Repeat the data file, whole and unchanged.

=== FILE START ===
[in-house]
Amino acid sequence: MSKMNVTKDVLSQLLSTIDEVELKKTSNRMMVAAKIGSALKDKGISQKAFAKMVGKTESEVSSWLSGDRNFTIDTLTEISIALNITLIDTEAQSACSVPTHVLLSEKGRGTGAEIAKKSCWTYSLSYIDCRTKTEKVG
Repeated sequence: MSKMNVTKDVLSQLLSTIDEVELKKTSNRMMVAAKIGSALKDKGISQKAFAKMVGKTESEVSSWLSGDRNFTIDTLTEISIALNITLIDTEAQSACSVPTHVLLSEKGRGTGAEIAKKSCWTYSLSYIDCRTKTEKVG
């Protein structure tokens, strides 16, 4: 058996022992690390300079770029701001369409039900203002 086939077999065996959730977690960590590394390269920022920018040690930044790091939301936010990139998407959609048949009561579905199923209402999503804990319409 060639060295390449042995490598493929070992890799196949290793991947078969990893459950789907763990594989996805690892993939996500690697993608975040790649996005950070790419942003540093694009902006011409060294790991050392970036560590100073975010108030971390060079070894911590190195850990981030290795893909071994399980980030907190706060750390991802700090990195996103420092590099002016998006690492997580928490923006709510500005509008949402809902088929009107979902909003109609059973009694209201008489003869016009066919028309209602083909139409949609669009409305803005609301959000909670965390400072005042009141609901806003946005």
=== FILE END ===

[in-house]
Amino acid sequence: MSKMNVTKDVLSQLLSTIDEVELKKTSNRMMVAAKIGSALKDKGISQKAFAKMVGKTESEVSSWLSGDRNFTIDTLTEISIALNITLIDTEAQSACSVPTHVLLSEKGRGTGAEIAKKSCWTYSLSYIDCRTKTEKVG
Repeated sequence: MSKMNVTKDVLSQLLSTIDEVELKKTSNRMMVAAKIGSALKDKGISQKAFAKMVGKTESEVSSWLSGDRNFTIDTLTEISIALNITLIDTEAQSACSVPTHVLLSEKGRGTGAEIAKKSCWTYSLSYIDCRTKTEKVG
């Protein structure tokens, strides 16, 4: 058996022992690390300079770029701001369409039900203002 086939077999065996959730977690960590590394390269920022920018040690930044790091939301936010990139998407959609048949009561579905199923209402999503804990319409 060639060295390449042995490598493929070992890799196949290793991947078969990893459950789907763990594989996805690892993939996500690697993608975040790649996005950070790419942003540093694009902006011409060294790991050392970036560590100073975010108030971390060079070894911590190195850990981030290795893909071994399980980030907190706060750390991802700090990195996103420092590099002016998006690492997580928490923006709510500005509008949402809902088929009107979902909003109609059973009694209201008489003869016009066919028309209602083909139409949609669009409305803005609301959000909670965390400072005042009141609901806003946005």